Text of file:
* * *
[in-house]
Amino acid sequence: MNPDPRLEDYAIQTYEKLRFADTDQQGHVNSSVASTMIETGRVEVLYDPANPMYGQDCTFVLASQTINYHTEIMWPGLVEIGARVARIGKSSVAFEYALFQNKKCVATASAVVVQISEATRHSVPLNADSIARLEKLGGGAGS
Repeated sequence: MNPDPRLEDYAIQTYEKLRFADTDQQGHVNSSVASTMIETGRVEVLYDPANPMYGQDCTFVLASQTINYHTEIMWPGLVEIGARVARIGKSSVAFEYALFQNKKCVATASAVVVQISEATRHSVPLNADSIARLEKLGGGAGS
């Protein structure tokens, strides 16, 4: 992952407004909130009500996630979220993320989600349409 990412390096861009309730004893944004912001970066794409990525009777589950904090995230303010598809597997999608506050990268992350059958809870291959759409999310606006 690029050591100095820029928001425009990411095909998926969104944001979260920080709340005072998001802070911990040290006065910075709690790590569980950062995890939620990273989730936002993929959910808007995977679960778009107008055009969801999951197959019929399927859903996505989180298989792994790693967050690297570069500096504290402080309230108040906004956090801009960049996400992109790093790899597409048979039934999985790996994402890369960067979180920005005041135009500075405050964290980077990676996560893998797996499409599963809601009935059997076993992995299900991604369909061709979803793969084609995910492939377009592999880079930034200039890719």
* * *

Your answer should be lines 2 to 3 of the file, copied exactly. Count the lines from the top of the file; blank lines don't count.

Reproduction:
Amino acid sequence: MNPDPRLEDYAIQTYEKLRFADTDQQGHVNSSVASTMIETGRVEVLYDPANPMYGQDCTFVLASQTINYHTEIMWPGLVEIGARVARIGKSSVAFEYALFQNKKCVATASAVVVQISEATRHSVPLNADSIARLEKLGGGAGS
Repeated sequence: MNPDPRLEDYAIQTYEKLRFADTDQQGHVNSSVASTMIETGRVEVLYDPANPMYGQDCTFVLASQTINYHTEIMWPGLVEIGARVARIGKSSVAFEYALFQNKKCVATASAVVVQISEATRHSVPLNADSIARLEKLGGGAGS